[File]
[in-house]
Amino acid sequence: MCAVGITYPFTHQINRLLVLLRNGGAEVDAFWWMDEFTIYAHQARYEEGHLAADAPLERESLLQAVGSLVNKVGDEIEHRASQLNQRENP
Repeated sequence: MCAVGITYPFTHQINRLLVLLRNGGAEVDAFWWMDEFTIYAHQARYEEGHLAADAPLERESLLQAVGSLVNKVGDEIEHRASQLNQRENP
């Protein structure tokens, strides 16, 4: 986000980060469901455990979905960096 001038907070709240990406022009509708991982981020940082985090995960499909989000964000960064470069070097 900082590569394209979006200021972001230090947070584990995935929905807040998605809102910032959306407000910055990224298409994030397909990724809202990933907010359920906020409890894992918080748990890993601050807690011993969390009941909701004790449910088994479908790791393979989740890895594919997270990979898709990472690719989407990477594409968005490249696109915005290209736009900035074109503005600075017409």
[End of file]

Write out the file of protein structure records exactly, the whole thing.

[in-house]
Amino acid sequence: MCAVGITYPFTHQINRLLVLLRNGGAEVDAFWWMDEFTIYAHQARYEEGHLAADAPLERESLLQAVGSLVNKVGDEIEHRASQLNQRENP
Repeated sequence: MCAVGITYPFTHQINRLLVLLRNGGAEVDAFWWMDEFTIYAHQARYEEGHLAADAPLERESLLQAVGSLVNKVGDEIEHRASQLNQRENP
């Protein structure tokens, strides 16, 4: 986000980060469901455990979905960096 001038907070709240990406022009509708991982981020940082985090995960499909989000964000960064470069070097 900082590569394209979006200021972001230090947070584990995935929905807040998605809102910032959306407000910055990224298409994030397909990724809202990933907010359920906020409890894992918080748990890993601050807690011993969390009941909701004790449910088994479908790791393979989740890895594919997270990979898709990472690719989407990477594409968005490249696109915005290209736009900035074109503005600075017409």